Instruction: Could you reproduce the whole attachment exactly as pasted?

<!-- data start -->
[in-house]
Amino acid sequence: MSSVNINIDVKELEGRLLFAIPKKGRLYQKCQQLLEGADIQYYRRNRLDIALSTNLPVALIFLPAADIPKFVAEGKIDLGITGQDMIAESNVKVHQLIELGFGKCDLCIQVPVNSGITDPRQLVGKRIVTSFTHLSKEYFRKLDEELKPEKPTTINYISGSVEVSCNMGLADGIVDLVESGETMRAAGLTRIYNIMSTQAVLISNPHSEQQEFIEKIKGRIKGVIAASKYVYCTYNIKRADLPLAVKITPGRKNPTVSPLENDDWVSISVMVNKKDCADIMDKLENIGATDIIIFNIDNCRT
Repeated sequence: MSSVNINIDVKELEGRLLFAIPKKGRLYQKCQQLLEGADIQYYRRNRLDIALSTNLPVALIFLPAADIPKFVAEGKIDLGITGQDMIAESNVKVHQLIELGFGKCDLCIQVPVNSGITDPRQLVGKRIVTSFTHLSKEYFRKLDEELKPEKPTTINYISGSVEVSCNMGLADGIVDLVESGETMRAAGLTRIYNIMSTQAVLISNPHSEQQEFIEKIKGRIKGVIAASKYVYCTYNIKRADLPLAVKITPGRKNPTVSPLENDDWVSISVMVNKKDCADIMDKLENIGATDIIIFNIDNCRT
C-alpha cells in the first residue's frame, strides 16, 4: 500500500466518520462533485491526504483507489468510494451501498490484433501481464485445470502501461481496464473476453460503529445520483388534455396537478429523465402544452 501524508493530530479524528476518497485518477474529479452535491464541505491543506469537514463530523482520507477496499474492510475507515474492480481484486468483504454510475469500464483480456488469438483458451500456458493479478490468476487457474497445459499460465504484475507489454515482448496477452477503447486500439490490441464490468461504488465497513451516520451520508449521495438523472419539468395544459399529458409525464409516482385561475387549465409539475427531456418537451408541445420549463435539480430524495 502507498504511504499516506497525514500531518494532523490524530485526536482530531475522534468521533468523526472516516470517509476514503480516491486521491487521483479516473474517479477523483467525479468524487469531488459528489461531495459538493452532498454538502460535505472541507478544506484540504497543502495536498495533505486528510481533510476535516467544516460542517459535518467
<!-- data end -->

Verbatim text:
[in-house]
Amino acid sequence: MSSVNINIDVKELEGRLLFAIPKKGRLYQKCQQLLEGADIQYYRRNRLDIALSTNLPVALIFLPAADIPKFVAEGKIDLGITGQDMIAESNVKVHQLIELGFGKCDLCIQVPVNSGITDPRQLVGKRIVTSFTHLSKEYFRKLDEELKPEKPTTINYISGSVEVSCNMGLADGIVDLVESGETMRAAGLTRIYNIMSTQAVLISNPHSEQQEFIEKIKGRIKGVIAASKYVYCTYNIKRADLPLAVKITPGRKNPTVSPLENDDWVSISVMVNKKDCADIMDKLENIGATDIIIFNIDNCRT
Repeated sequence: MSSVNINIDVKELEGRLLFAIPKKGRLYQKCQQLLEGADIQYYRRNRLDIALSTNLPVALIFLPAADIPKFVAEGKIDLGITGQDMIAESNVKVHQLIELGFGKCDLCIQVPVNSGITDPRQLVGKRIVTSFTHLSKEYFRKLDEELKPEKPTTINYISGSVEVSCNMGLADGIVDLVESGETMRAAGLTRIYNIMSTQAVLISNPHSEQQEFIEKIKGRIKGVIAASKYVYCTYNIKRADLPLAVKITPGRKNPTVSPLENDDWVSISVMVNKKDCADIMDKLENIGATDIIIFNIDNCRT
C-alpha cells in the first residue's frame, strides 16, 4: 500500500466518520462533485491526504483507489468510494451501498490484433501481464485445470502501461481496464473476453460503529445520483388534455396537478429523465402544452 501524508493530530479524528476518497485518477474529479452535491464541505491543506469537514463530523482520507477496499474492510475507515474492480481484486468483504454510475469500464483480456488469438483458451500456458493479478490468476487457474497445459499460465504484475507489454515482448496477452477503447486500439490490441464490468461504488465497513451516520451520508449521495438523472419539468395544459399529458409525464409516482385561475387549465409539475427531456418537451408541445420549463435539480430524495 502507498504511504499516506497525514500531518494532523490524530485526536482530531475522534468521533468523526472516516470517509476514503480516491486521491487521483479516473474517479477523483467525479468524487469531488459528489461531495459538493452532498454538502460535505472541507478544506484540504497543502495536498495533505486528510481533510476535516467544516460542517459535518467